You would end up with a phrase like this:

A ten-percent growth rate is unattainable: it is certainly possible on paper, but very difficult to accomplish.

I hope it helps.

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If it's possible on paper, it isn't unattainable, merely very difficult. –  TimLymington Mar 26 '12 at 13:19
    
You set the goal or growth rate on paper, but it is not possible to achieve such goal/target in the real world. Otherwise the action of writing something unattainable would convert such action into something feasible. –  emaringolo Mar 26 '12 at 13:41
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Something that can be attained (however difficult) is not unattainable. Using the word in OPs context is akin to the common misuse of literally. –  TimLymington Mar 26 '12 at 14:06
    
I think you're right. Thank you. –  emaringolo Mar 26 '12 at 15:07
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Though not a noun, sisyphean is one of my more favorite words.

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a Stretch Goal, or a Big Hairy Audacious Goal(BHAG) would be the terms I would use in formal and informal contexts, respectively.

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What about the word "Utopia"? In Y. C. Zarka's 28 Aug 2011 NYT blog one finds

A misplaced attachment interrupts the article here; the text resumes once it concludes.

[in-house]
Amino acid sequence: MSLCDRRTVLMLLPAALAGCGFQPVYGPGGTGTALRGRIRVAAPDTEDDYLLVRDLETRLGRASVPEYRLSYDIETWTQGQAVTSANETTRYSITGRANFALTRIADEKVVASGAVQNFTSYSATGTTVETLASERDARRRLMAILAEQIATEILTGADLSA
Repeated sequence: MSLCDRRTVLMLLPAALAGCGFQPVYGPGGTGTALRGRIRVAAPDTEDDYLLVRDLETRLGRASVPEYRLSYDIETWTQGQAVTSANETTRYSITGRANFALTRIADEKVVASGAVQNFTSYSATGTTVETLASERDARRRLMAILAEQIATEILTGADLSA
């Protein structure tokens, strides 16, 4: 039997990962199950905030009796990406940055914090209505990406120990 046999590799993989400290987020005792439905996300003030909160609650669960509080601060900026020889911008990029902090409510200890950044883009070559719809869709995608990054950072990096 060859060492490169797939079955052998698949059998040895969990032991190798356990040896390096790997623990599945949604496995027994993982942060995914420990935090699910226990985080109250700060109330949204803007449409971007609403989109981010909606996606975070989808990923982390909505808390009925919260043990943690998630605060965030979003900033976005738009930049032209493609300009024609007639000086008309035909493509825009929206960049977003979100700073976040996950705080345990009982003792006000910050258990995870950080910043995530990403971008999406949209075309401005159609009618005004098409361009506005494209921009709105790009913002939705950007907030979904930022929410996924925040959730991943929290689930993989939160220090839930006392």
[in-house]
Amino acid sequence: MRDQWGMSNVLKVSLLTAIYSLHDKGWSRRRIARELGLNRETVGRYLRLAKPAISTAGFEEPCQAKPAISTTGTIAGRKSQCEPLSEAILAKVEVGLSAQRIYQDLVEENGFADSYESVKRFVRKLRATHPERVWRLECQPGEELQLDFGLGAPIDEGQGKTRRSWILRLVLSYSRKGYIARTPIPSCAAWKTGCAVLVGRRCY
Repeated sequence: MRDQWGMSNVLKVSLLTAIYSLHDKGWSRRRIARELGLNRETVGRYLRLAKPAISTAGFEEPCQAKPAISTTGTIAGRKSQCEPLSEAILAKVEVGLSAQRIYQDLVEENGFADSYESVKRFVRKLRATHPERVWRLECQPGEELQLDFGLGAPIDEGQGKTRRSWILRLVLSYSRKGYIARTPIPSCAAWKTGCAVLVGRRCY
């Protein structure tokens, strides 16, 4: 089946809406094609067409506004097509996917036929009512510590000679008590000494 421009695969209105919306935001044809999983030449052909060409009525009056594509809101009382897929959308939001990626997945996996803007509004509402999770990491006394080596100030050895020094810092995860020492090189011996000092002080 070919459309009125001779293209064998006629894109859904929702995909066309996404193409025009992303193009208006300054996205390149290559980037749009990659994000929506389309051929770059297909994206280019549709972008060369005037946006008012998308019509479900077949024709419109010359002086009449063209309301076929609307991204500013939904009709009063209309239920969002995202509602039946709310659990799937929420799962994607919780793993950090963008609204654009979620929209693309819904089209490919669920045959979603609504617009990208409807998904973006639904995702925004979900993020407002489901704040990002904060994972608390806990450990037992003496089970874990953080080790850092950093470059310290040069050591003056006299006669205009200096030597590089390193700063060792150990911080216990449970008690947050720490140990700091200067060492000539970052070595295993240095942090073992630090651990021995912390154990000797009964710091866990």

Utopia is often spoken of in a general, imprecise way, to characterize any conception of the state that is considered an unrealizable ideal.

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Utopia as such does not fill in there. Perhaps an utopian prospect or something does. –  Bravo Mar 26 '12 at 14:24
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I'd go with unfeasible. For example:

A ten-percent growth rate is unfeasible: it is certainly possible on paper, but very difficult to accomplish.

Inverting the dictionary.com definition for feasible, you get:

un·fea·si·ble adjective

  1. not capable of being done, effected, or accomplished: an unfeasible plan.
  2. improbable; unlikely: an unfeasible theory.
  3. unsuitable: a road unfeasible for travel.

Of course, the noun version is not quite countable. You could talk about the "unfeasibility of" something and that's fine, but to describe something as "an unfeasibility" sounds particularly awkard to me.

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Improbability

A ten-percent growth rate is an improbability: it is certainly possible on paper, but very difficult to accomplish.

Hope this is right.

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To toss out a couple: daunting? formidable?

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For that scenario I think aspiration is a good choice.

A ten-percent growth rate is an aspiration

Aspirations are typically things that people or organisations want to achieve, think they can, but cannot guarantee that they will. In business it's typically the best case scenario or outcome of a particular course of action.

A similar word is ambition.

In a more fanciful context, I would use dream.

There's no way I'll make it to the top of Everest with my asthma, it's just a dream.

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The first thing that came to mind for me was "an insurmountable task."

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Elusive: Difficult to find, catch, or achieve; Difficult to remember or recall.